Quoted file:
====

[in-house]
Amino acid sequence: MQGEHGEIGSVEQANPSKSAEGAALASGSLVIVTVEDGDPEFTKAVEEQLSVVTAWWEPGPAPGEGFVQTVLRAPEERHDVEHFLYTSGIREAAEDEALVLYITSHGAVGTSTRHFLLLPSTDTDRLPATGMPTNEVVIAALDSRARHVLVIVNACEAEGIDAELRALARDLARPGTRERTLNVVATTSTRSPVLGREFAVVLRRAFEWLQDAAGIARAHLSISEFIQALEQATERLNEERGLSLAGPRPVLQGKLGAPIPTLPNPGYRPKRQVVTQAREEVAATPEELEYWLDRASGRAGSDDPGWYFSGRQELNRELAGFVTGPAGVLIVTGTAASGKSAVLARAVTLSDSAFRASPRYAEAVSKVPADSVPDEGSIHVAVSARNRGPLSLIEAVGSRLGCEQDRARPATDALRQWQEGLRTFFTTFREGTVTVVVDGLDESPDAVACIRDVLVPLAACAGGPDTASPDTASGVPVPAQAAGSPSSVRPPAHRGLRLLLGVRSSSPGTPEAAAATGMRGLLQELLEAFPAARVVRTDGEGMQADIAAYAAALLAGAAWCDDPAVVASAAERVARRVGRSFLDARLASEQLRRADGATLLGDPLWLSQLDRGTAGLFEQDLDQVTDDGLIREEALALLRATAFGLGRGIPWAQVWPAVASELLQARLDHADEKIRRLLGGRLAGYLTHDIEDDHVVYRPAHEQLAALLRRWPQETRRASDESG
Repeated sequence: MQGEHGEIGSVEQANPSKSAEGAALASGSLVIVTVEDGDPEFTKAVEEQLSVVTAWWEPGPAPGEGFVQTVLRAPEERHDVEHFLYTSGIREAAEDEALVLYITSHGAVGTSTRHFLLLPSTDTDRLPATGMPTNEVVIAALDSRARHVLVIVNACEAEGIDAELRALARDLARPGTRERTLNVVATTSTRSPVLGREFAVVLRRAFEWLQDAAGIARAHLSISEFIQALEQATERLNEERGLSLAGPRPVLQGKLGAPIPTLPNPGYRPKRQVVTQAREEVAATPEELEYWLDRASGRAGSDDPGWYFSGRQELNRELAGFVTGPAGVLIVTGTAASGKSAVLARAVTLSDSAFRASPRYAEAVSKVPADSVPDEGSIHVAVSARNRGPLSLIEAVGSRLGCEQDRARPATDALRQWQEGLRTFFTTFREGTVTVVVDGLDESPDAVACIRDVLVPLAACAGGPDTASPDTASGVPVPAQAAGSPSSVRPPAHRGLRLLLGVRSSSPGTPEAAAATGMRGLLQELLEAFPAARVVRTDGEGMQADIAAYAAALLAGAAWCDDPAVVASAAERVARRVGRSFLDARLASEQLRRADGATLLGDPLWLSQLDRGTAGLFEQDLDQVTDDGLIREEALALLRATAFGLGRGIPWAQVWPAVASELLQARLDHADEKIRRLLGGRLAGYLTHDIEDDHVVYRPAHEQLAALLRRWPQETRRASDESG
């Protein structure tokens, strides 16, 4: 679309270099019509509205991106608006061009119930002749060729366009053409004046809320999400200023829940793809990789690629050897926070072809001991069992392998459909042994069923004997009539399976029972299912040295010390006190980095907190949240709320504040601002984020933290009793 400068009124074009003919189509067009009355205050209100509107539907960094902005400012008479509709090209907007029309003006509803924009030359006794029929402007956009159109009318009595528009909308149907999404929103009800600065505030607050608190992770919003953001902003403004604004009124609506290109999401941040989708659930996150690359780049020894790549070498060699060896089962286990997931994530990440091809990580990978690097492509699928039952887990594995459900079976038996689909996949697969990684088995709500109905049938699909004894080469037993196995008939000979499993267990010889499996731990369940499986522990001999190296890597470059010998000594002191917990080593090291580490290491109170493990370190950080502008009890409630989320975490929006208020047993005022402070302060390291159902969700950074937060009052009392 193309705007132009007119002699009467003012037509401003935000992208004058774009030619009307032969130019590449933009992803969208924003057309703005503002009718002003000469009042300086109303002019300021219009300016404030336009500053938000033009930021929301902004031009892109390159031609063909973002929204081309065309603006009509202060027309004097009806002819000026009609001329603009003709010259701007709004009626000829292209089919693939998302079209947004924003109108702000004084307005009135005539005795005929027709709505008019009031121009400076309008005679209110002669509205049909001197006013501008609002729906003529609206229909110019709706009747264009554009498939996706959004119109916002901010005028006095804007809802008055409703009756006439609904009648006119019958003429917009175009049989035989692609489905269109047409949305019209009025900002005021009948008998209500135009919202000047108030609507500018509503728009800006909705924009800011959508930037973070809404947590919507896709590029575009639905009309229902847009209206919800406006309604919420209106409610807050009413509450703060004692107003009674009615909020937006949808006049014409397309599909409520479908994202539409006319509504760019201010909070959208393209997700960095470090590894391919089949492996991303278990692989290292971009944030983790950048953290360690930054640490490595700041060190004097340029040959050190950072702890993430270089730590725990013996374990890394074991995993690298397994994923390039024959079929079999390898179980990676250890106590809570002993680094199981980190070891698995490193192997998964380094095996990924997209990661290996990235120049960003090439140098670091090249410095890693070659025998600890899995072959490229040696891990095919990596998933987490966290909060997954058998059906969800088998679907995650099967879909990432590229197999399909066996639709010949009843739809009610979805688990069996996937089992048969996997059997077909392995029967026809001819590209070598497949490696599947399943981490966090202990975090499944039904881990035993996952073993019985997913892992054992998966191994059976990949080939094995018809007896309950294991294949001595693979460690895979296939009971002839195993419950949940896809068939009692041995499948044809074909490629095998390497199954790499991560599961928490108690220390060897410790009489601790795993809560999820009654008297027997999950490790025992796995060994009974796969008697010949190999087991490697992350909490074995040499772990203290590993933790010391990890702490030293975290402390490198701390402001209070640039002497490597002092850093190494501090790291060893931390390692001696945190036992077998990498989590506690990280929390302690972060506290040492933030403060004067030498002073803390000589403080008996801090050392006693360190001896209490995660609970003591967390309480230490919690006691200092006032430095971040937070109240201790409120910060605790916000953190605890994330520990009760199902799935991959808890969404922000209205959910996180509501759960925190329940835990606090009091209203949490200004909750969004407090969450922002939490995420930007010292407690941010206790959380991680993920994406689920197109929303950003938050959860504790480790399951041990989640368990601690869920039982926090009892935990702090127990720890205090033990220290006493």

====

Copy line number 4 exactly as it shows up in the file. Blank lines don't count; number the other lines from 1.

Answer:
């Protein structure tokens, strides 16, 4: 679309270099019509509205991106608006061009119930002749060729366009053409004046809320999400200023829940793809990789690629050897926070072809001991069992392998459909042994069923004997009539399976029972299912040295010390006190980095907190949240709320504040601002984020933290009793 400068009124074009003919189509067009009355205050209100509107539907960094902005400012008479509709090209907007029309003006509803924009030359006794029929402007956009159109009318009595528009909308149907999404929103009800600065505030607050608190992770919003953001902003403004604004009124609506290109999401941040989708659930996150690359780049020894790549070498060699060896089962286990997931994530990440091809990580990978690097492509699928039952887990594995459900079976038996689909996949697969990684088995709500109905049938699909004894080469037993196995008939000979499993267990010889499996731990369940499986522990001999190296890597470059010998000594002191917990080593090291580490290491109170493990370190950080502008009890409630989320975490929006208020047993005022402070302060390291159902969700950074937060009052009392 193309705007132009007119002699009467003012037509401003935000992208004058774009030619009307032969130019590449933009992803969208924003057309703005503002009718002003000469009042300086109303002019300021219009300016404030336009500053938000033009930021929301902004031009892109390159031609063909973002929204081309065309603006009509202060027309004097009806002819000026009609001329603009003709010259701007709004009626000829292209089919693939998302079209947004924003109108702000004084307005009135005539005795005929027709709505008019009031121009400076309008005679209110002669509205049909001197006013501008609002729906003529609206229909110019709706009747264009554009498939996706959004119109916002901010005028006095804007809802008055409703009756006439609904009648006119019958003429917009175009049989035989692609489905269109047409949305019209009025900002005021009948008998209500135009919202000047108030609507500018509503728009800006909705924009800011959508930037973070809404947590919507896709590029575009639905009309229902847009209206919800406006309604919420209106409610807050009413509450703060004692107003009674009615909020937006949808006049014409397309599909409520479908994202539409006319509504760019201010909070959208393209997700960095470090590894391919089949492996991303278990692989290292971009944030983790950048953290360690930054640490490595700041060190004097340029040959050190950072702890993430270089730590725990013996374990890394074991995993690298397994994923390039024959079929079999390898179980990676250890106590809570002993680094199981980190070891698995490193192997998964380094095996990924997209990661290996990235120049960003090439140098670091090249410095890693070659025998600890899995072959490229040696891990095919990596998933987490966290909060997954058998059906969800088998679907995650099967879909990432590229197999399909066996639709010949009843739809009610979805688990069996996937089992048969996997059997077909392995029967026809001819590209070598497949490696599947399943981490966090202990975090499944039904881990035993996952073993019985997913892992054992998966191994059976990949080939094995018809007896309950294991294949001595693979460690895979296939009971002839195993419950949940896809068939009692041995499948044809074909490629095998390497199954790499991560599961928490108690220390060897410790009489601790795993809560999820009654008297027997999950490790025992796995060994009974796969008697010949190999087991490697992350909490074995040499772990203290590993933790010391990890702490030293975290402390490198701390402001209070640039002497490597002092850093190494501090790291060893931390390692001696945190036992077998990498989590506690990280929390302690972060506290040492933030403060004067030498002073803390000589403080008996801090050392006693360190001896209490995660609970003591967390309480230490919690006691200092006032430095971040937070109240201790409120910060605790916000953190605890994330520990009760199902799935991959808890969404922000209205959910996180509501759960925190329940835990606090009091209203949490200004909750969004407090969450922002939490995420930007010292407690941010206790959380991680993920994406689920197109929303950003938050959860504790480790399951041990989640368990601690869920039982926090009892935990702090127990720890205090033990220290006493």